help in conserving soil moisture, through the combined effects of weed
removal, better percolation of water to sub-soil layers and reduced
loss of moisture by evaporation from soil surface.
Cultivation is an important item of expenditure
in the maintenance of a coconut garden and it is therefore necessary
to limit it to the irreducible minimum.
To get the maximum benefit from cultivation,
a number of factors have to be taken into consideration, such as form,
frequency, time and depth of intercultivation, etc.
In the coconut tracts of India, different
cultivation practices such as ploughing, digging with spade, opening
basins and covering them, forming bunds and subsequent levelling etc.,
are being followed by progressive growers.
The cost involved varies with the different
operations and a correct evaluation of them under similar conditions
is necessary before a particular practice is advocated.
Ploughing is the cheapest of the above,
yet a small grower may prefer to dig up his garden with spade.
Where the soil is light, cultivation can
be done with hoes or harrows with ease and rapidity at less cost.
Cultivation is to be practiced at the
proper time, taking into consideration the incidence and distribution
of rainfall, soil type and slope of the land.
The soil should be ploughed only when
it contains proper amount of moisture lest it should spoil the structure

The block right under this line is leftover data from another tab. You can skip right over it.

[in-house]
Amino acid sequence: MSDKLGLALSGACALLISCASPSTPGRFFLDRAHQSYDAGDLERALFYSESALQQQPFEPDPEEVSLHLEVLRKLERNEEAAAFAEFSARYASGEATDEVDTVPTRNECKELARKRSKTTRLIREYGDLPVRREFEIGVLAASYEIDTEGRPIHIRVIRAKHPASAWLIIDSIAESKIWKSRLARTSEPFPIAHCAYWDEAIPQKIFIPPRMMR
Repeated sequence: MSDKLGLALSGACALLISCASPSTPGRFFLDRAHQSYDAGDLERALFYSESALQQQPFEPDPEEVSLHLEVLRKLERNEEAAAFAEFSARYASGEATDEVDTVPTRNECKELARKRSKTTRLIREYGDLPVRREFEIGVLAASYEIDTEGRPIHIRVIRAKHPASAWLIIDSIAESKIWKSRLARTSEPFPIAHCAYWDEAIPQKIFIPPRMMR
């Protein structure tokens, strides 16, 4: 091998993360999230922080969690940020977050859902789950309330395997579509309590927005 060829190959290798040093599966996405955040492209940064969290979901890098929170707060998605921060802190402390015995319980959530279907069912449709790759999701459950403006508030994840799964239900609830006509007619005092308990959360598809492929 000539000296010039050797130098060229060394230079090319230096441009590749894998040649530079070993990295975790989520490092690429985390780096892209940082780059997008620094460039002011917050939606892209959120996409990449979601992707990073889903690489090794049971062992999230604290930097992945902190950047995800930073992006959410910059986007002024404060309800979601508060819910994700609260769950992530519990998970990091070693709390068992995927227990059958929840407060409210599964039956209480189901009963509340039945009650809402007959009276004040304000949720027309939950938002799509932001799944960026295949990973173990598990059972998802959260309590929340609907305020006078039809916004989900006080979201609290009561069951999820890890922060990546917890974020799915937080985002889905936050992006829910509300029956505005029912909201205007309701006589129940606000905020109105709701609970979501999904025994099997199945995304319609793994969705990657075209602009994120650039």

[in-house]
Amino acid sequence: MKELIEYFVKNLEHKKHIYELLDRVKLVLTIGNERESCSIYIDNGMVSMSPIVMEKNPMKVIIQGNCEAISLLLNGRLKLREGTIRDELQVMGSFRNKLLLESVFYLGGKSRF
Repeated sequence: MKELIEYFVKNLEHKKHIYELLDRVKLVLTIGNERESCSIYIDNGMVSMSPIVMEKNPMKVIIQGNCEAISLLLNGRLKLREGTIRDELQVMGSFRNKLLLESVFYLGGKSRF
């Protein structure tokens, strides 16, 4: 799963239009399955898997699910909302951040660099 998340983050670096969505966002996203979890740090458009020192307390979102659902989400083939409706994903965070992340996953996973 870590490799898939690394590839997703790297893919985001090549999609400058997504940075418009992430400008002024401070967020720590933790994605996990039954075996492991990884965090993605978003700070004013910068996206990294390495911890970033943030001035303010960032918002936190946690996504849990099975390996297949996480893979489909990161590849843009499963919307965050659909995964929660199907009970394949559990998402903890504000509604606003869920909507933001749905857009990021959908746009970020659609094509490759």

of the soil and create hard pans.
In sloping lands, ploughing may be done
along the contour after the heavy monsoon rains are over, in order to
avoid the risk of soil erosion.
The depth of inter-cultivation, has to
be determined with reference to the depth of soil, the height of water
table, the condition and distribution of the root system, etc.
Shallow cultivation should be preferred
in order to avoid damage to the root system.
This is particularly important when the
area of root spread is restricted or the palms are weak, because then
rejuvenation of roots does not take place satisfactorily.
If the soil is deep and the palms healthy,
cultivation has the effect of forcing the roots to go to lower layers
where they do not suffer much during drought periods.
The garden should be cultivated when
the soil has become hard and compact or when it is foul with weeds.
Too frequent cultivation can prove harmful